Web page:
Lloyd Durling - Lacunae
22 October - 2 December 2016

In his new series of small, delicate works on paper Lloyd Durling explores the interface between drawing, collage and painting. Central to the series is an intense engagement with glassine: a glossy, semi-transparent paper normally used in conservation rather than as a surface to be painted upon in its own right. In Durling’s hands, glassine is used as the ground for a series of graphic, semi-abstract shapes, where texture is as important as colour in the play between the glossy surface of the paper and various densities of paint.

Using black printing ink to carve out space along with a condensed palette of blues and greys, Durling has created works that are more akin to stained glass than paint on canvas. The white of the wall provides the contrast to painted sections, referencing a process of collage where the material of both glassine and wall are put alongside the different textures of oil and ink.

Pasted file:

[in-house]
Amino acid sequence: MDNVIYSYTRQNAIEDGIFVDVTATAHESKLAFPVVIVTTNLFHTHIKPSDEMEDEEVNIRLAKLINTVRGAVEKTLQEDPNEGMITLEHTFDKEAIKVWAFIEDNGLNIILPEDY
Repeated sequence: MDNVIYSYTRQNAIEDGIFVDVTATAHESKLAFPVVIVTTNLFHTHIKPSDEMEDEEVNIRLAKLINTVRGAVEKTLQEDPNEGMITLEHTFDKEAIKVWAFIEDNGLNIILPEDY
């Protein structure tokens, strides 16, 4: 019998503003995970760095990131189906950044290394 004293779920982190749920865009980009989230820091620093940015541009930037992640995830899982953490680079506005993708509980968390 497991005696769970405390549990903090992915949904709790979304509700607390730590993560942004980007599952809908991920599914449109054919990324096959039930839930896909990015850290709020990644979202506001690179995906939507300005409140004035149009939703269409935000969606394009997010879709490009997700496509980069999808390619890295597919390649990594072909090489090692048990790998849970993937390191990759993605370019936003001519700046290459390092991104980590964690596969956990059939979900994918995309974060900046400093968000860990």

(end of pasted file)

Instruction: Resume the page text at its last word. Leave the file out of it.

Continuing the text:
Like the works of Clyfford Still, which have been a long-time influence for Durling, here shapes, textures and colours are brought together as if the paint has been cut into or torn away. His interest in keeping the transparent ground of the glossy paper draws on the ephemeral quality of medieval wall paintings, where the paint hovers on the rough texture of the wall.

The works have titles that indicate an attention to process and chance, as well as figurative and sculptural associations that invite the viewer to imaginatively interpret his fluid, dancing shapes.

Catherine Grant, 2016